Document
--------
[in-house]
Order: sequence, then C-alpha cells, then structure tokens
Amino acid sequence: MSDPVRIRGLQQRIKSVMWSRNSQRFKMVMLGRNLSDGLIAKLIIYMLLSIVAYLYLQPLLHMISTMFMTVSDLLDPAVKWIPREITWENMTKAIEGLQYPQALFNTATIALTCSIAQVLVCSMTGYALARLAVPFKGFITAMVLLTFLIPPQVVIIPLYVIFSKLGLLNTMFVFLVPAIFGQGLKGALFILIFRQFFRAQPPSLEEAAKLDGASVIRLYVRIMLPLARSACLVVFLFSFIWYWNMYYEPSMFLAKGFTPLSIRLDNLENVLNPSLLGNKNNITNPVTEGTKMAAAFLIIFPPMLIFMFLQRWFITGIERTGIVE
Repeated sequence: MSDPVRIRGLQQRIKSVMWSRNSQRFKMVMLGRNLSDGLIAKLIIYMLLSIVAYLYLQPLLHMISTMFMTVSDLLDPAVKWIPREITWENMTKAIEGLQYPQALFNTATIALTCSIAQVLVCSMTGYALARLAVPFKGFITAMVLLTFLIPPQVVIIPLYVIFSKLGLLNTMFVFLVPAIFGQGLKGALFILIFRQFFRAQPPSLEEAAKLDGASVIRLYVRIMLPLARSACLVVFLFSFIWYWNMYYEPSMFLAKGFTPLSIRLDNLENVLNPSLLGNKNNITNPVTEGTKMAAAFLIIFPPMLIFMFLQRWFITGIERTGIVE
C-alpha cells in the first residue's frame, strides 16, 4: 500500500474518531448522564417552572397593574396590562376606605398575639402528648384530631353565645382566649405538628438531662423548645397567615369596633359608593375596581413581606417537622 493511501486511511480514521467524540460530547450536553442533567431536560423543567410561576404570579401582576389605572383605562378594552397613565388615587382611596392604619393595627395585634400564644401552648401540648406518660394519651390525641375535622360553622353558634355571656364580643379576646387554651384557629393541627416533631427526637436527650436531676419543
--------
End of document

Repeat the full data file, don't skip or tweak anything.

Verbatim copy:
[in-house]
Order: sequence, then C-alpha cells, then structure tokens
Amino acid sequence: MSDPVRIRGLQQRIKSVMWSRNSQRFKMVMLGRNLSDGLIAKLIIYMLLSIVAYLYLQPLLHMISTMFMTVSDLLDPAVKWIPREITWENMTKAIEGLQYPQALFNTATIALTCSIAQVLVCSMTGYALARLAVPFKGFITAMVLLTFLIPPQVVIIPLYVIFSKLGLLNTMFVFLVPAIFGQGLKGALFILIFRQFFRAQPPSLEEAAKLDGASVIRLYVRIMLPLARSACLVVFLFSFIWYWNMYYEPSMFLAKGFTPLSIRLDNLENVLNPSLLGNKNNITNPVTEGTKMAAAFLIIFPPMLIFMFLQRWFITGIERTGIVE
Repeated sequence: MSDPVRIRGLQQRIKSVMWSRNSQRFKMVMLGRNLSDGLIAKLIIYMLLSIVAYLYLQPLLHMISTMFMTVSDLLDPAVKWIPREITWENMTKAIEGLQYPQALFNTATIALTCSIAQVLVCSMTGYALARLAVPFKGFITAMVLLTFLIPPQVVIIPLYVIFSKLGLLNTMFVFLVPAIFGQGLKGALFILIFRQFFRAQPPSLEEAAKLDGASVIRLYVRIMLPLARSACLVVFLFSFIWYWNMYYEPSMFLAKGFTPLSIRLDNLENVLNPSLLGNKNNITNPVTEGTKMAAAFLIIFPPMLIFMFLQRWFITGIERTGIVE
C-alpha cells in the first residue's frame, strides 16, 4: 500500500474518531448522564417552572397593574396590562376606605398575639402528648384530631353565645382566649405538628438531662423548645397567615369596633359608593375596581413581606417537622 493511501486511511480514521467524540460530547450536553442533567431536560423543567410561576404570579401582576389605572383605562378594552397613565388615587382611596392604619393595627395585634400564644401552648401540648406518660394519651390525641375535622360553622353558634355571656364580643379576646387554651384557629393541627416533631427526637436527650436531676419543